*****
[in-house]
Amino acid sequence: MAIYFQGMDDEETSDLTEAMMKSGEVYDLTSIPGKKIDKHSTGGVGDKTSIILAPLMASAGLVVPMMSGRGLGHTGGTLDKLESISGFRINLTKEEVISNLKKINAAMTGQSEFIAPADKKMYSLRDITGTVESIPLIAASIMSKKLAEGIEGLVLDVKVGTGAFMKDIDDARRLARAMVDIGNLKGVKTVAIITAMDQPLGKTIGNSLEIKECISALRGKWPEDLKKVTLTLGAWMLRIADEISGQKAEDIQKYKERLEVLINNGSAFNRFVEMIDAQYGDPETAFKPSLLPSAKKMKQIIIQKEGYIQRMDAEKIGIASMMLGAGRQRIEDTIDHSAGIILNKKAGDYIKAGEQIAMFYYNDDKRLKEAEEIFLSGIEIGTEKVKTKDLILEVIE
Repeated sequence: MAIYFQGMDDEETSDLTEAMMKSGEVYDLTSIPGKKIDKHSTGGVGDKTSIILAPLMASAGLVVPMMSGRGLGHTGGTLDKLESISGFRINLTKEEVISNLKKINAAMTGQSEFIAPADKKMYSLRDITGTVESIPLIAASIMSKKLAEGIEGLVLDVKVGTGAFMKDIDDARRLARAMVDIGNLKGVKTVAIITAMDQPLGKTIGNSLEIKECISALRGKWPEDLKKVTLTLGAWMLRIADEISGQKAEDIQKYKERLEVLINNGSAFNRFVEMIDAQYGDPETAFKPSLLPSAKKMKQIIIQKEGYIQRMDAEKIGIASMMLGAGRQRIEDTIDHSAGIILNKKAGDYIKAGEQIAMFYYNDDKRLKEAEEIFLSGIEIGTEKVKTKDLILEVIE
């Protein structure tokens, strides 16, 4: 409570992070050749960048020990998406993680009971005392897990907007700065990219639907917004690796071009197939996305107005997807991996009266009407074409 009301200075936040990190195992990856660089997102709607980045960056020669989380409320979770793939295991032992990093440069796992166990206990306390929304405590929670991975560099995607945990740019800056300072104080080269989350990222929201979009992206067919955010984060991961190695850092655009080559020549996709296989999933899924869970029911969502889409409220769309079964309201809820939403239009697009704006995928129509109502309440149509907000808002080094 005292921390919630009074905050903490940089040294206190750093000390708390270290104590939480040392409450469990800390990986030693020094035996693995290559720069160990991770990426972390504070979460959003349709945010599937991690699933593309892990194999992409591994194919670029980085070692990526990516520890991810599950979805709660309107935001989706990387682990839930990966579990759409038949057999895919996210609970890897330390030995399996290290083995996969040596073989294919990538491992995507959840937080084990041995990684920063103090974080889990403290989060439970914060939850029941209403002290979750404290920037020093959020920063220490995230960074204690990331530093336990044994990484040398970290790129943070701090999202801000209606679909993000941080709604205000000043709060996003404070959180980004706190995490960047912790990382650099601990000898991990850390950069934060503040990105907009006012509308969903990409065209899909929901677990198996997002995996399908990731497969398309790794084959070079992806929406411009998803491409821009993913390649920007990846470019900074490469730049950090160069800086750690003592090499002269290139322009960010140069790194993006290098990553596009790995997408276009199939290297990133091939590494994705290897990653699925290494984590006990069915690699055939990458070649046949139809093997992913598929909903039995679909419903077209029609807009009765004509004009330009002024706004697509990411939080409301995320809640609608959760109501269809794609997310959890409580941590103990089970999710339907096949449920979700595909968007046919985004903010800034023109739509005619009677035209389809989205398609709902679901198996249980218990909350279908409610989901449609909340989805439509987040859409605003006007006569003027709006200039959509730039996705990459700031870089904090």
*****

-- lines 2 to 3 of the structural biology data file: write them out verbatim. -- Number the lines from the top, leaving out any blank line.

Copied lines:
Amino acid sequence: MAIYFQGMDDEETSDLTEAMMKSGEVYDLTSIPGKKIDKHSTGGVGDKTSIILAPLMASAGLVVPMMSGRGLGHTGGTLDKLESISGFRINLTKEEVISNLKKINAAMTGQSEFIAPADKKMYSLRDITGTVESIPLIAASIMSKKLAEGIEGLVLDVKVGTGAFMKDIDDARRLARAMVDIGNLKGVKTVAIITAMDQPLGKTIGNSLEIKECISALRGKWPEDLKKVTLTLGAWMLRIADEISGQKAEDIQKYKERLEVLINNGSAFNRFVEMIDAQYGDPETAFKPSLLPSAKKMKQIIIQKEGYIQRMDAEKIGIASMMLGAGRQRIEDTIDHSAGIILNKKAGDYIKAGEQIAMFYYNDDKRLKEAEEIFLSGIEIGTEKVKTKDLILEVIE
Repeated sequence: MAIYFQGMDDEETSDLTEAMMKSGEVYDLTSIPGKKIDKHSTGGVGDKTSIILAPLMASAGLVVPMMSGRGLGHTGGTLDKLESISGFRINLTKEEVISNLKKINAAMTGQSEFIAPADKKMYSLRDITGTVESIPLIAASIMSKKLAEGIEGLVLDVKVGTGAFMKDIDDARRLARAMVDIGNLKGVKTVAIITAMDQPLGKTIGNSLEIKECISALRGKWPEDLKKVTLTLGAWMLRIADEISGQKAEDIQKYKERLEVLINNGSAFNRFVEMIDAQYGDPETAFKPSLLPSAKKMKQIIIQKEGYIQRMDAEKIGIASMMLGAGRQRIEDTIDHSAGIILNKKAGDYIKAGEQIAMFYYNDDKRLKEAEEIFLSGIEIGTEKVKTKDLILEVIE